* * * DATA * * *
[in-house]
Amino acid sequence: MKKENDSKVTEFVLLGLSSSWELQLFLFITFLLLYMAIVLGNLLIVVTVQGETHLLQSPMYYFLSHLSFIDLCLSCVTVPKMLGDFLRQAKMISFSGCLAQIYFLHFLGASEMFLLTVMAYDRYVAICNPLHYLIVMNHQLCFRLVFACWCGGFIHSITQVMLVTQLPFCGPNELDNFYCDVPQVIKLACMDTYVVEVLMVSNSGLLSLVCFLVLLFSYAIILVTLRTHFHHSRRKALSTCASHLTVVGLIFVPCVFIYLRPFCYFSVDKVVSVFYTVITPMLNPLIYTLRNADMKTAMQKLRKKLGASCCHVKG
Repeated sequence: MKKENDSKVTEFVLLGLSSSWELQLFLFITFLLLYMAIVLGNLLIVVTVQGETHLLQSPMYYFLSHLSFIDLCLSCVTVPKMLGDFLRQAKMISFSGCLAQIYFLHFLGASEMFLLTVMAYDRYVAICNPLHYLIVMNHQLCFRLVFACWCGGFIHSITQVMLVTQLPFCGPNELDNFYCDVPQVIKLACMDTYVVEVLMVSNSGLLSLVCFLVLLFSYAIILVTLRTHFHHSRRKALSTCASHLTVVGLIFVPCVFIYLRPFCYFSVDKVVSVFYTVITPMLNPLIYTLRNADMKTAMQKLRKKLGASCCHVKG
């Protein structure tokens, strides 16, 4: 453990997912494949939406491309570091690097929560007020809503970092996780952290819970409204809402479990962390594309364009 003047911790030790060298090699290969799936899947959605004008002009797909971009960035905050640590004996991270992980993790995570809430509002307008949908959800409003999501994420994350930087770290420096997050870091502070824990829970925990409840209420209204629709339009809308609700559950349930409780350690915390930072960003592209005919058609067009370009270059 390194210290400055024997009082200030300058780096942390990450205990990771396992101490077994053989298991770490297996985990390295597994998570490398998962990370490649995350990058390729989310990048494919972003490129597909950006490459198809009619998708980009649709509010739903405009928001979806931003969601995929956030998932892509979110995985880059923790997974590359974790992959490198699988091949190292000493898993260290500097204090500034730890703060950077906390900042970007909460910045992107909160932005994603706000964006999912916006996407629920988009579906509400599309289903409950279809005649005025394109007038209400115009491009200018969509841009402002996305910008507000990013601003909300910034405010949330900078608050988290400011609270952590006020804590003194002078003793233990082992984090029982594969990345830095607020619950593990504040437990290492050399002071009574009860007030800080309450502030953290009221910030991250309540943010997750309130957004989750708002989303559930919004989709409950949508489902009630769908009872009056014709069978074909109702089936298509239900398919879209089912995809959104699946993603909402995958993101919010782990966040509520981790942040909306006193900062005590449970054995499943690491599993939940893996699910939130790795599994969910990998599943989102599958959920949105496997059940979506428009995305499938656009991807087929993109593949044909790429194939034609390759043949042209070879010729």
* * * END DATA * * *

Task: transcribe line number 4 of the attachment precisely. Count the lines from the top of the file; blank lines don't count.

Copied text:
């Protein structure tokens, strides 16, 4: 453990997912494949939406491309570091690097929560007020809503970092996780952290819970409204809402479990962390594309364009 003047911790030790060298090699290969799936899947959605004008002009797909971009960035905050640590004996991270992980993790995570809430509002307008949908959800409003999501994420994350930087770290420096997050870091502070824990829970925990409840209420209204629709339009809308609700559950349930409780350690915390930072960003592209005919058609067009370009270059 390194210290400055024997009082200030300058780096942390990450205990990771396992101490077994053989298991770490297996985990390295597994998570490398998962990370490649995350990058390729989310990048494919972003490129597909950006490459198809009619998708980009649709509010739903405009928001979806931003969601995929956030998932892509979110995985880059923790997974590359974790992959490198699988091949190292000493898993260290500097204090500034730890703060950077906390900042970007909460910045992107909160932005994603706000964006999912916006996407629920988009579906509400599309289903409950279809005649005025394109007038209400115009491009200018969509841009402002996305910008507000990013601003909300910034405010949330900078608050988290400011609270952590006020804590003194002078003793233990082992984090029982594969990345830095607020619950593990504040437990290492050399002071009574009860007030800080309450502030953290009221910030991250309540943010997750309130957004989750708002989303559930919004989709409950949508489902009630769908009872009056014709069978074909109702089936298509239900398919879209089912995809959104699946993603909402995958993101919010782990966040509520981790942040909306006193900062005590449970054995499943690491599993939940893996699910939130790795599994969910990998599943989102599958959920949105496997059940979506428009995305499938656009991807087929993109593949044909790429194939034609390759043949042209070879010729």